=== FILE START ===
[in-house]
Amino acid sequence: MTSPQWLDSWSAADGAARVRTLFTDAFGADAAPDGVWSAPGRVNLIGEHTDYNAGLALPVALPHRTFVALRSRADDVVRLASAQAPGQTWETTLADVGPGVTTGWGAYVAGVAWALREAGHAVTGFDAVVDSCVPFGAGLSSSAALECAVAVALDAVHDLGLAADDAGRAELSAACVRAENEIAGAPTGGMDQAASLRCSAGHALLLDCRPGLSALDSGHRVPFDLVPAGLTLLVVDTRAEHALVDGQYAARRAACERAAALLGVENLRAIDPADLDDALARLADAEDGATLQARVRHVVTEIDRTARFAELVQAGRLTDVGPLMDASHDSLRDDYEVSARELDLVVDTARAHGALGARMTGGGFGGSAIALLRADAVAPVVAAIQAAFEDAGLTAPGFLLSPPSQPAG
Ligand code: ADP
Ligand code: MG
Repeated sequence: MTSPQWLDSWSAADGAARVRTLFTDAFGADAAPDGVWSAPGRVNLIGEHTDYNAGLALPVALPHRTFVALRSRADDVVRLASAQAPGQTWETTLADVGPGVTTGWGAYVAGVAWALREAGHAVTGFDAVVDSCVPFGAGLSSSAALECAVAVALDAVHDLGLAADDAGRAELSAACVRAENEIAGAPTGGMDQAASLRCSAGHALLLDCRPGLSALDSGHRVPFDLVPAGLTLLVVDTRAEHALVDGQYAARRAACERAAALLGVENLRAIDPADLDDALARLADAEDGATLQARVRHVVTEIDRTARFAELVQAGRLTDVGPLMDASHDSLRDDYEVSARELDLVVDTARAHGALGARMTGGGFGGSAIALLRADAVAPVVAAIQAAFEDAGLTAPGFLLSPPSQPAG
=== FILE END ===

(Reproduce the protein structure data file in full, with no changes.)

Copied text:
[in-house]
Amino acid sequence: MTSPQWLDSWSAADGAARVRTLFTDAFGADAAPDGVWSAPGRVNLIGEHTDYNAGLALPVALPHRTFVALRSRADDVVRLASAQAPGQTWETTLADVGPGVTTGWGAYVAGVAWALREAGHAVTGFDAVVDSCVPFGAGLSSSAALECAVAVALDAVHDLGLAADDAGRAELSAACVRAENEIAGAPTGGMDQAASLRCSAGHALLLDCRPGLSALDSGHRVPFDLVPAGLTLLVVDTRAEHALVDGQYAARRAACERAAALLGVENLRAIDPADLDDALARLADAEDGATLQARVRHVVTEIDRTARFAELVQAGRLTDVGPLMDASHDSLRDDYEVSARELDLVVDTARAHGALGARMTGGGFGGSAIALLRADAVAPVVAAIQAAFEDAGLTAPGFLLSPPSQPAG
Ligand code: ADP
Ligand code: MG
Repeated sequence: MTSPQWLDSWSAADGAARVRTLFTDAFGADAAPDGVWSAPGRVNLIGEHTDYNAGLALPVALPHRTFVALRSRADDVVRLASAQAPGQTWETTLADVGPGVTTGWGAYVAGVAWALREAGHAVTGFDAVVDSCVPFGAGLSSSAALECAVAVALDAVHDLGLAADDAGRAELSAACVRAENEIAGAPTGGMDQAASLRCSAGHALLLDCRPGLSALDSGHRVPFDLVPAGLTLLVVDTRAEHALVDGQYAARRAACERAAALLGVENLRAIDPADLDDALARLADAEDGATLQARVRHVVTEIDRTARFAELVQAGRLTDVGPLMDASHDSLRDDYEVSARELDLVVDTARAHGALGARMTGGGFGGSAIALLRADAVAPVVAAIQAAFEDAGLTAPGFLLSPPSQPAG